How to find a LARP?

Now is the time to find a new LARP group. Many groups were constrained by the pandemic and are restarting and rebuilding. There are several online resources, use your favorite search engine and search for LARP or LARP in your area. If you already know what genre you’re interested in, add that to your search as well, i.e. pirates, medieval, futuristic, and so on. Some specific sites include LARPfinder, meetup (for larger cities), reddit (r/LARP), Facebook, and many others.

Local gaming and tabletop stores often have LARP advertising and may have LARPers on staff. There are some summer camps with LARP themes and events as well. Conventions can also be a good resource for single-event LARPs, some may run over the course of the convention. You can typically reach out to the organizers and ask. There are LARPs across the globe with a wide variety of genres and sizes. You will find one that fits if you look for it!

Examples of different LARPs. 

LARP genres can vary as widely as any interest base. These genres can include: aliens, cyberpunk, futuristic, fantasy, historical, horror, pirates, murder mysteries, superheroes, and whatever else imagination can create. Genre types will dictate costuming, weapons, character interactions, and window dressing for the environment. The setting will determine how your player reacts to what is around them. A pirate or cowboy won’t be as surprised by a train as an elf from a medieval setting might be.

Some LARP games and genres are geared towards adults only, most vampire LARP is adult only. Most LARPs have their age requirements posted on their homepages to make child-friendly LARP easier to find. (AllianceLARP New Hampshire, for example, allows players starting at 14 with a guardian.)

What are Boffer weapons?

Bow, Swords, Staff

Boffer weapons are traditionally part of American LARP.  Boffer weapons are 3 layers: a rigid base, foam middle, and duct tape or nylon cover. The materials vary. Foamsmith (boffer weapon makers) skill sophistication can vary from pool noodles with handles to sleek light weapons resembling their real-world counterparts. Boffer weapons are built for safety and ease of play by a wider range of players. They are typically checked for safety before every event. Boffer weapons are easy to use by the average player. However, they are not always painless, especially in the heat of battle with adrenaline. It is not uncommon to get a bruise or two from combat regardless.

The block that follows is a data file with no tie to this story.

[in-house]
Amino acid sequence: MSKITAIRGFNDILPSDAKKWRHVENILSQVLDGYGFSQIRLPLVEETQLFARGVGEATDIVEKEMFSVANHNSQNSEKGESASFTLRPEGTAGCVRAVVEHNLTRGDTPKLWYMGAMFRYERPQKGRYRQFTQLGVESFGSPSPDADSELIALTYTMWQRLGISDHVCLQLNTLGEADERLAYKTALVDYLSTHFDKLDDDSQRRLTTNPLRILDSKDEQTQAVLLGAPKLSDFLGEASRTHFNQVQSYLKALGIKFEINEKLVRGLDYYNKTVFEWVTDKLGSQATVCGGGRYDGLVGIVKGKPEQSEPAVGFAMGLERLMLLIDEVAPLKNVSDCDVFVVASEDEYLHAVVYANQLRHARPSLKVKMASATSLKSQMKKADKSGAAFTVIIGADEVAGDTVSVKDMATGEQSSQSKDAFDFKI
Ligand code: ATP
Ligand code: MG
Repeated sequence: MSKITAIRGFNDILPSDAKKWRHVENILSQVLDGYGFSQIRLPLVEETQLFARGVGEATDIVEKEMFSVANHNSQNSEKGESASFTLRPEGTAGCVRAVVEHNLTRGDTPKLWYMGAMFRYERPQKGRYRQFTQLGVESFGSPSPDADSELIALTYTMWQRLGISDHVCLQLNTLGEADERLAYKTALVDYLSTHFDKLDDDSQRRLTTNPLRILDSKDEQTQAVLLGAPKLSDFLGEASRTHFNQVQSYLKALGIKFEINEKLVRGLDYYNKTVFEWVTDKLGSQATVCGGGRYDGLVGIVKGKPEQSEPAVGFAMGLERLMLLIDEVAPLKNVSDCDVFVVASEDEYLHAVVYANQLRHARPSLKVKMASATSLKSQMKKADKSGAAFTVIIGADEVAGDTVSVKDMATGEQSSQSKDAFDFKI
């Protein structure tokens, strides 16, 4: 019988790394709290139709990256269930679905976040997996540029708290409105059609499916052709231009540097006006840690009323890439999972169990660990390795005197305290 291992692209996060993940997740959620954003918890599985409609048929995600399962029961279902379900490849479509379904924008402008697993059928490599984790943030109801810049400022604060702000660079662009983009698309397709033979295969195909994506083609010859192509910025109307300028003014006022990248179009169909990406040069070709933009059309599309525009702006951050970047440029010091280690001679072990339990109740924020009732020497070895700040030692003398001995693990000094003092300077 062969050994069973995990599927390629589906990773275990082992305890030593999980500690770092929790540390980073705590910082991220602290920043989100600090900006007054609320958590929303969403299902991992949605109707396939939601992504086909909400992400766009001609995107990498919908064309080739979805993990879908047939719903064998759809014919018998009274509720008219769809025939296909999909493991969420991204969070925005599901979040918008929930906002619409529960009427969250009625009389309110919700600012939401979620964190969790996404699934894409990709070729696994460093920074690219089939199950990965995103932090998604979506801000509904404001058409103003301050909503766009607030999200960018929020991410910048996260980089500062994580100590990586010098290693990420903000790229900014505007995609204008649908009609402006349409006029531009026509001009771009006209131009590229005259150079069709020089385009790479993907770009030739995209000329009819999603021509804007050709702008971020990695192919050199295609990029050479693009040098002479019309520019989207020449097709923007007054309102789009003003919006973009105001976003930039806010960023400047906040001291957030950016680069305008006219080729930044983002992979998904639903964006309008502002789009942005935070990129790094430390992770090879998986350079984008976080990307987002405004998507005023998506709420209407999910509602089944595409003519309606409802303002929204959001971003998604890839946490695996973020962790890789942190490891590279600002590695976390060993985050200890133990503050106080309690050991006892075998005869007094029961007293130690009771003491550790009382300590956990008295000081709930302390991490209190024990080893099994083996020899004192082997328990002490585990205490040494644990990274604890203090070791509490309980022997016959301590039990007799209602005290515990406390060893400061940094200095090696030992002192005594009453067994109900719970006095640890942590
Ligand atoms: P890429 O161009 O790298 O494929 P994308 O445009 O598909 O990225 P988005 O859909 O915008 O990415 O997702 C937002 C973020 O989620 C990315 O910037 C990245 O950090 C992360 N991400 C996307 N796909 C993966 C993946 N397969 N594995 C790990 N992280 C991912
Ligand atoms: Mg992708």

European LARPers tend to use latex rubber weapons which are heavier, and more realistic in appearance, but require more physicality to wield. In some cases more extreme LARPers use real weapons, this is rare and more likely in historical reenactments than play.

Is Cosplay the same thing as LARP?

No. Cosplay and LARP are not the same things. They are similar. Cosplay is when you dress up as a character from a movie, TV show,  book, videogame, or your own creation. Most Cosplay is found at conventions or special events connected to the character. Stormtroopers, Wookies, and Jedi often appear when a new Star Wars movie comes out, that is Cosplay. Cosplay is more for appearances and getting into a character as an expression of enjoying a fandom. LARP costuming needs to be functional as well as genre appropriate to play a game.

Is LARP Similar to DnD?

Absolutely. LARP and Dungeons and Dragons have very similar origins and base rules. Noncombat LARP uses dice or card systems similar to D&D for combat resolution.

Both games require a bit of imagination to help build the setting and role-playing. Most LARPers play D&D or other similar role-playing games in the off-season, or started there and branched off into LARPing. If your child is nervous about LARP, tabletop role-playing games are a good place to learn which genres they’re interested in and a chance to practice their role-playing skills.

What does a new player need to know?

Learn the basics before you go. Most LARP groups have websites with the rules, they may have a rulebook, requirements, and so on. You should have read through those things at least once before you go to an event. Game restrictions and waivers should be known ahead of time not when you’re with your kiddo in full costume at the event. If you or your child need special accommodations, reach out to the game runners ahead of time (they typically have at least an email on their websites) or other players may be able to help or point you in the right direction. Review costume guidelines and requirements. Part of immersing yourself into a LARP world is the proper costuming.

What to Bring

If the venue is outside, bring sunscreen, bug spray, and water. Dress appropriately for the weather, extreme weather conditions can lead to certain costuming holds. It’s easy to add layers to a cloak and remove them on cold days. Ask ahead of time about food and drinks. Some offerings either in or out of game may be provided or you may have to pack lunch. Try to play along and bring in genre meals, a Lunchable can be repacked in reusable wax cloth instead of a plastic container. If the event is a one-off versus a multi-day event you may need to arrange sleeping accommodations as well. This may be camping or a local hotel.